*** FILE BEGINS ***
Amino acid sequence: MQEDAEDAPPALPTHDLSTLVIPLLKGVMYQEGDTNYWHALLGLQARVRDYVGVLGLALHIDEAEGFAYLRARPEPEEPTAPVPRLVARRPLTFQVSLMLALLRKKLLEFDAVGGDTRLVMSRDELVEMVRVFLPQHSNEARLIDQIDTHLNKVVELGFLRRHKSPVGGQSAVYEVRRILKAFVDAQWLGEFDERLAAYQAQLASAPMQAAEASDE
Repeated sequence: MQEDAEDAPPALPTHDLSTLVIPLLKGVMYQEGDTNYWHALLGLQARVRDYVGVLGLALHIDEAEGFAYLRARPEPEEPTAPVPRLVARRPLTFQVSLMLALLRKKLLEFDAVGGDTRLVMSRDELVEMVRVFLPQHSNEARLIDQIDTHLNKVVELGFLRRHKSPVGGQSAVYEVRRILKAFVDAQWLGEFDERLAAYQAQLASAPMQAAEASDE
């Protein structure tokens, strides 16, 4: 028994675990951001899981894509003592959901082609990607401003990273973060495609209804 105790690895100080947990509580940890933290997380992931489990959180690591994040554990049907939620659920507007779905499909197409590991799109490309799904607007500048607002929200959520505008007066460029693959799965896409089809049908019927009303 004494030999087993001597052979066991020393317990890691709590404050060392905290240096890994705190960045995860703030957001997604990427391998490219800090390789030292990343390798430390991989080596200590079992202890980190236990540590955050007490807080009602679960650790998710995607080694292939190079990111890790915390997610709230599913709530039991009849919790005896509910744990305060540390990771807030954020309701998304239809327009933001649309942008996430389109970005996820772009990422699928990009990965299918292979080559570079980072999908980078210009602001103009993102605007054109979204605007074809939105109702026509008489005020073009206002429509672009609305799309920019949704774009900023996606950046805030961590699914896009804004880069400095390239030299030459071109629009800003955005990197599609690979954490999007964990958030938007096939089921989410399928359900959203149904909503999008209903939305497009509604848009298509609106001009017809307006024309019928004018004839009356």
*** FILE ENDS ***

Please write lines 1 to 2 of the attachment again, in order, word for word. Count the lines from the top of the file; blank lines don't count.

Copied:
Amino acid sequence: MQEDAEDAPPALPTHDLSTLVIPLLKGVMYQEGDTNYWHALLGLQARVRDYVGVLGLALHIDEAEGFAYLRARPEPEEPTAPVPRLVARRPLTFQVSLMLALLRKKLLEFDAVGGDTRLVMSRDELVEMVRVFLPQHSNEARLIDQIDTHLNKVVELGFLRRHKSPVGGQSAVYEVRRILKAFVDAQWLGEFDERLAAYQAQLASAPMQAAEASDE
Repeated sequence: MQEDAEDAPPALPTHDLSTLVIPLLKGVMYQEGDTNYWHALLGLQARVRDYVGVLGLALHIDEAEGFAYLRARPEPEEPTAPVPRLVARRPLTFQVSLMLALLRKKLLEFDAVGGDTRLVMSRDELVEMVRVFLPQHSNEARLIDQIDTHLNKVVELGFLRRHKSPVGGQSAVYEVRRILKAFVDAQWLGEFDERLAAYQAQLASAPMQAAEASDE